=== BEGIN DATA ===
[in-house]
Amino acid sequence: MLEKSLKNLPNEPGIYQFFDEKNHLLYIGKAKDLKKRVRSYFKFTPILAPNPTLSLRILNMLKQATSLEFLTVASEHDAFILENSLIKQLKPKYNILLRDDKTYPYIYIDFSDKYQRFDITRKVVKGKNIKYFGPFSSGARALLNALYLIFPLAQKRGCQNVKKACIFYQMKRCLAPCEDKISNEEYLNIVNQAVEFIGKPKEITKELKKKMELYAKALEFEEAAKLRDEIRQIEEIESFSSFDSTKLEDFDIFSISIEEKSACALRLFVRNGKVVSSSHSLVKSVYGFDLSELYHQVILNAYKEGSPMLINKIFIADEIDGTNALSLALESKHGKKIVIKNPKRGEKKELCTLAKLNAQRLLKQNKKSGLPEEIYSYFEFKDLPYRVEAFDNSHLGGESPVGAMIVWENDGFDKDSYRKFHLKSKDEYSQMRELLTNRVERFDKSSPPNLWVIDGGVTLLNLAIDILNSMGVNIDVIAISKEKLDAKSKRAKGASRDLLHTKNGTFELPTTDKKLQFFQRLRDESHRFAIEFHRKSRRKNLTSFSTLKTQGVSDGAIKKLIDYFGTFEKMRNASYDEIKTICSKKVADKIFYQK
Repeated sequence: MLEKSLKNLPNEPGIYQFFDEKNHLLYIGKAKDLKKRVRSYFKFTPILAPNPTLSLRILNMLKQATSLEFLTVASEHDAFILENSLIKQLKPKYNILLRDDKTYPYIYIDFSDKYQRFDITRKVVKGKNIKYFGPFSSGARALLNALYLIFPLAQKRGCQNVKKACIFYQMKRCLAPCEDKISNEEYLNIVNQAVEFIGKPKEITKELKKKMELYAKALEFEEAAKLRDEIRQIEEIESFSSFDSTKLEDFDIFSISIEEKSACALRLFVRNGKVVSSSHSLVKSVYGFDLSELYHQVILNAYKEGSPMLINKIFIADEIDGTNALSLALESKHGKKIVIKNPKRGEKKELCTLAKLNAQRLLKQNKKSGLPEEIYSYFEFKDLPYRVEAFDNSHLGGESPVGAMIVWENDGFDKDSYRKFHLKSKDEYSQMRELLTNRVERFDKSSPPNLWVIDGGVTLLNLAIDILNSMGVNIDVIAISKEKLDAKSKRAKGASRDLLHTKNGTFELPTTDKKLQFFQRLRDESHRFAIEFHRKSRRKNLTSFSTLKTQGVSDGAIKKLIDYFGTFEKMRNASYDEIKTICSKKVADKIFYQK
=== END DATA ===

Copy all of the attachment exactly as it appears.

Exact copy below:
[in-house]
Amino acid sequence: MLEKSLKNLPNEPGIYQFFDEKNHLLYIGKAKDLKKRVRSYFKFTPILAPNPTLSLRILNMLKQATSLEFLTVASEHDAFILENSLIKQLKPKYNILLRDDKTYPYIYIDFSDKYQRFDITRKVVKGKNIKYFGPFSSGARALLNALYLIFPLAQKRGCQNVKKACIFYQMKRCLAPCEDKISNEEYLNIVNQAVEFIGKPKEITKELKKKMELYAKALEFEEAAKLRDEIRQIEEIESFSSFDSTKLEDFDIFSISIEEKSACALRLFVRNGKVVSSSHSLVKSVYGFDLSELYHQVILNAYKEGSPMLINKIFIADEIDGTNALSLALESKHGKKIVIKNPKRGEKKELCTLAKLNAQRLLKQNKKSGLPEEIYSYFEFKDLPYRVEAFDNSHLGGESPVGAMIVWENDGFDKDSYRKFHLKSKDEYSQMRELLTNRVERFDKSSPPNLWVIDGGVTLLNLAIDILNSMGVNIDVIAISKEKLDAKSKRAKGASRDLLHTKNGTFELPTTDKKLQFFQRLRDESHRFAIEFHRKSRRKNLTSFSTLKTQGVSDGAIKKLIDYFGTFEKMRNASYDEIKTICSKKVADKIFYQK
Repeated sequence: MLEKSLKNLPNEPGIYQFFDEKNHLLYIGKAKDLKKRVRSYFKFTPILAPNPTLSLRILNMLKQATSLEFLTVASEHDAFILENSLIKQLKPKYNILLRDDKTYPYIYIDFSDKYQRFDITRKVVKGKNIKYFGPFSSGARALLNALYLIFPLAQKRGCQNVKKACIFYQMKRCLAPCEDKISNEEYLNIVNQAVEFIGKPKEITKELKKKMELYAKALEFEEAAKLRDEIRQIEEIESFSSFDSTKLEDFDIFSISIEEKSACALRLFVRNGKVVSSSHSLVKSVYGFDLSELYHQVILNAYKEGSPMLINKIFIADEIDGTNALSLALESKHGKKIVIKNPKRGEKKELCTLAKLNAQRLLKQNKKSGLPEEIYSYFEFKDLPYRVEAFDNSHLGGESPVGAMIVWENDGFDKDSYRKFHLKSKDEYSQMRELLTNRVERFDKSSPPNLWVIDGGVTLLNLAIDILNSMGVNIDVIAISKEKLDAKSKRAKGASRDLLHTKNGTFELPTTDKKLQFFQRLRDESHRFAIEFHRKSRRKNLTSFSTLKTQGVSDGAIKKLIDYFGTFEKMRNASYDEIKTICSKKVADKIFYQK